River grabbing a criminal offence
All river grabbing and pollution are criminal offences, the highest court in the country has declared in the full text of a landmark judgment.
The court ordered the government to amend the National River Conservation Commission (NRCC) law and incorporate stringent provisions for imprisonment and hefty fines for the offences and to effectively empower the NRCC.
The High Court Division of the Supreme Court yesterday released the full text of its judgment delivered on February 3. It issued a 17-point directive to save the country’s rivers and waterbodies from grabbing and pollution.
The judgment came following a writ petition filed by Human Rights and Peace for Bangladesh. The organisation had cited The Daily Star report “Time to declare Turag dead” published on November 6, 2016, and the court yesterday thanked this paper for the report.
The court observed that photographs taken over several years since 2013, published along with the report, had made it crystal clear that the Turag had consistently been grabbed.
“Killing a river is virtually a collective suicide of all,” the court observed and added, “Killing a river is killing both the present and the future generations.”
“Bangladesh and its rivers have been inseparably integral,” it said, adding that our lifestyle, economy, culture, and traditions were all dependent on water and rivers.
The grabbing and pollution of the Turag has reached such a level that the court had to declare it a “person” and a living entity. The Turag is the third river in the world to receive the status. A river in Columbia and another in India has such status.
In its directives, the court declared the river commission as the legal guardian of all rivers and that it must act like their “parents”.
The state must act as the trustee of all rivers, hills, sea beaches, forests, canals, beels and other waterbodies while the NRCC would remain bound to protect them.
Any government authority, including the planning commission, LGED, Water Development Board, BIWTA, and BADC, have to obtain the NRCC’s no-objection certificate prior to going for any new scheme for any rivers, canals, and waterbodies.
All river-related authorities would have to cooperate with the NRCC to ensure river protection, navigability, development, and beautification, it said.
The verdict came at a time when river-grabbing by influential groups seemed unstoppable. Often, river grabbers returned soon after being evicted.
The court, while delivering the verdict in February, said playing blind man’s buff over protecting the rivers has to stop since the grabbers return and occupy rivers after their evictions.
The HC ordered the government to make a list of the grabbers and expose them by publishing the list in the media.
It also directed the Election Commission to disqualify the people responsible for river grabbing and pollution from running in elections to union parishads, upazila parishads, municipalities, city corporations and parliament.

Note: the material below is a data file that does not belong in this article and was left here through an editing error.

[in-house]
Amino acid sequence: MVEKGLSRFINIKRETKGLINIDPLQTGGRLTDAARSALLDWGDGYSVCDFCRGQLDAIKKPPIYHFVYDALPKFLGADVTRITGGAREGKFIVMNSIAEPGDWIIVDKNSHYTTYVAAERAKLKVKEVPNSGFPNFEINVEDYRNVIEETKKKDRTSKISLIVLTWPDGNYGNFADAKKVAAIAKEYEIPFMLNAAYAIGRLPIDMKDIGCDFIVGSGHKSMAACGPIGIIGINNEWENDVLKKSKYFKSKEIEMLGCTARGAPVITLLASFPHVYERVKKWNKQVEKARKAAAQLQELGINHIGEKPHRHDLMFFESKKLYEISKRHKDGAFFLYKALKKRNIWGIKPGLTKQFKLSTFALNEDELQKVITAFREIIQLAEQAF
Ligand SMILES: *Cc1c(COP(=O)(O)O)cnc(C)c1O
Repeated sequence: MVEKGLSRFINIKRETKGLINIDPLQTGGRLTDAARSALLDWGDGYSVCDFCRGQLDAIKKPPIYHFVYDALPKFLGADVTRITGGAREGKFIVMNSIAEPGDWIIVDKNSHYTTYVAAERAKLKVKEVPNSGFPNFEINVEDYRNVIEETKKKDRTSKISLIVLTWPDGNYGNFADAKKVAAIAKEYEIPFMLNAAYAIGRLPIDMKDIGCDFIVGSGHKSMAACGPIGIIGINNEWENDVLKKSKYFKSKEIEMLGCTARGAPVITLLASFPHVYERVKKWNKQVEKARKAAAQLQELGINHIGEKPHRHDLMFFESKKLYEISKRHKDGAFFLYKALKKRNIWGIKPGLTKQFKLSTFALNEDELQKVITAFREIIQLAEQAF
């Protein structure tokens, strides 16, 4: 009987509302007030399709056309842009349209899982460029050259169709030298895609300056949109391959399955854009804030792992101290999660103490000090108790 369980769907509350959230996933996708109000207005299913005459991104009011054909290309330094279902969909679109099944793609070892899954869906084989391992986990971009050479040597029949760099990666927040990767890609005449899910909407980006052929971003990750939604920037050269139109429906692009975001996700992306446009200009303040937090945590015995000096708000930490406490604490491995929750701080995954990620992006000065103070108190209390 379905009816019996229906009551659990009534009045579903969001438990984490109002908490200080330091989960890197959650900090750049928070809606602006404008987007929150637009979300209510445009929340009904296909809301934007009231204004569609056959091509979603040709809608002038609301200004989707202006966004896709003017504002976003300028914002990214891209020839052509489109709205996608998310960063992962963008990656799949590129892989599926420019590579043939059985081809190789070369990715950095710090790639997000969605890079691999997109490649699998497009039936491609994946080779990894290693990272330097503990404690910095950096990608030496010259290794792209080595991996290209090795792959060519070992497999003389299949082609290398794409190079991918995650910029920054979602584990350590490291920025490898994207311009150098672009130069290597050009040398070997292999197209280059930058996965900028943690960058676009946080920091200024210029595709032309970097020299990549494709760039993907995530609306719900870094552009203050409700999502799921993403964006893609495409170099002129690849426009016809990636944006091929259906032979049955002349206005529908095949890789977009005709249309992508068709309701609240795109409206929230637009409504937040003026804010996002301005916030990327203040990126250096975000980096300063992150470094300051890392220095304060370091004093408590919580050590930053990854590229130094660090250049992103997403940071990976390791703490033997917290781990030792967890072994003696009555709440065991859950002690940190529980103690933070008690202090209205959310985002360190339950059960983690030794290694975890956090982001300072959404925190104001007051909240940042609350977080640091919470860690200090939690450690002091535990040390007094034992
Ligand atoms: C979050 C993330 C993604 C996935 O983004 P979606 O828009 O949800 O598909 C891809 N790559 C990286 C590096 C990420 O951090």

River grabbers and polluters would also not be able get bank loans, the court said.
The Bangladesh Bank was ordered to make sure no river grabbers get bank loans.
The court asked the education ministry to take steps for holding an hour-long class every two months at all public and private academic institutions, including schools, madrasas, colleges, and universities, to build awareness about the importance of rivers.
The industries ministry was ordered to arrange an hour-long awareness meeting every two months with factory workers of the country.
Immediately after release of the full verdict yesterday, the NRCC sat to study the directives and content.
“The verdict is in favour of the country’s interest and in favour of conservation of rivers as national wealth,” NRCC Chairman Muzibur Rahman Howlader told The Daily Star.
It would greatly help the commission in doing its duty, he said.
The HC bench of Justice Moyeenul Islam Chowdhury and Justice Md Ashraful Kamal delivered the verdict on February 3.
Even though the BIWTA, since January, carried out a 36-day eviction drive along the Buriganga, Turag, and the Balu, and had torn down several hundred illegal structures on the river, it is yet to remove the earth and sand fillings and restore the rivers to their previous state.
The BIWTA has taken up a project to clear the illegal earth and sand filling in the Turag.
Following another judgment of the apex court in 2009, district administrations embarked on demarcating the four rivers around Dhaka excluding their foreshores and in deviation of the court’s directives.
This made way for permanent private ownership of the foreshores and encouraged river grabbers. The Buriganga, Turag, Balu, and the Shitalakkhya are set to officially shrink rather than be restored to their former glory.
According to an official estimate, the Shitalakkhya alone lost 1,860 acres.
Yesterday, Manzill Murshid, the lawyer for Human Rights for Peace for Bangladesh, citing the court’s directives said the chairmen of union, upazila, and zila parishads and of municipalities across the country have to make lists of people and organisations responsible for river grabbing and pollution and make them public by putting them on notice boards and billboards.
The authorities would make a database that would include maps and satellite images of all rivers, canals, beels and waterbodies in the country so that anyone could access those even at union-, municipality-, upazila- and district-level for a fee.